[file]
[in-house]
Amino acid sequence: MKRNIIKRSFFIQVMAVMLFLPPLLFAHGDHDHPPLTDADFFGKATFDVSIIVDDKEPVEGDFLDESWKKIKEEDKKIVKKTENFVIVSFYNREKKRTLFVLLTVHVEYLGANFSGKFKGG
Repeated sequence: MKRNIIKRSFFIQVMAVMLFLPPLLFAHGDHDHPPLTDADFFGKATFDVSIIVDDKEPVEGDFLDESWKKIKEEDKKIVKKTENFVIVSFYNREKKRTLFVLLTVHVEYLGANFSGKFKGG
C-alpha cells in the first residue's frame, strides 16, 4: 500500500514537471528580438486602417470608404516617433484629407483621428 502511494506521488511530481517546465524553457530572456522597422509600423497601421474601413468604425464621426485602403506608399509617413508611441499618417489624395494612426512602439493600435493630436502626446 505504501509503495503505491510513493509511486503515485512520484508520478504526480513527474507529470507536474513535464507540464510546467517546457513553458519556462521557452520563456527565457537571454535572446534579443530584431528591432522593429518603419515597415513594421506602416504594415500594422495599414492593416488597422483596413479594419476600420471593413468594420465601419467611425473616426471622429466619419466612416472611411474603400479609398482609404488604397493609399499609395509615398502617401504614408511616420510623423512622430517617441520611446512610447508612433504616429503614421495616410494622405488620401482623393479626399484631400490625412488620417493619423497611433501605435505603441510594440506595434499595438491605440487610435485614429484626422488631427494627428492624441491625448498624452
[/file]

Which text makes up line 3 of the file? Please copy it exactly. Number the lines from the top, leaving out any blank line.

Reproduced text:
Repeated sequence: MKRNIIKRSFFIQVMAVMLFLPPLLFAHGDHDHPPLTDADFFGKATFDVSIIVDDKEPVEGDFLDESWKKIKEEDKKIVKKTENFVIVSFYNREKKRTLFVLLTVHVEYLGANFSGKFKGG